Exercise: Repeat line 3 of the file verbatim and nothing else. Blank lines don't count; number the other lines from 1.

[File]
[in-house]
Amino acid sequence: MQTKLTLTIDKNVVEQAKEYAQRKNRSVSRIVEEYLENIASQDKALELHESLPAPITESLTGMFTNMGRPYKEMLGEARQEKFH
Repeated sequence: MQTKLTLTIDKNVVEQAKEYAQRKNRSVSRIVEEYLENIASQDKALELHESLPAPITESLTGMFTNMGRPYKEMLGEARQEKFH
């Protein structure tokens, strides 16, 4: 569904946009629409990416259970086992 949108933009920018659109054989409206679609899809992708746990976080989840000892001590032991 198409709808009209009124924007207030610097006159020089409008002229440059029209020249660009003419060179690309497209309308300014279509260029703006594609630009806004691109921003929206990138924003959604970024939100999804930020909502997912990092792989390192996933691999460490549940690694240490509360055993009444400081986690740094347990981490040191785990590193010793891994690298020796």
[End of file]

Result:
Repeated sequence: MQTKLTLTIDKNVVEQAKEYAQRKNRSVSRIVEEYLENIASQDKALELHESLPAPITESLTGMFTNMGRPYKEMLGEARQEKFH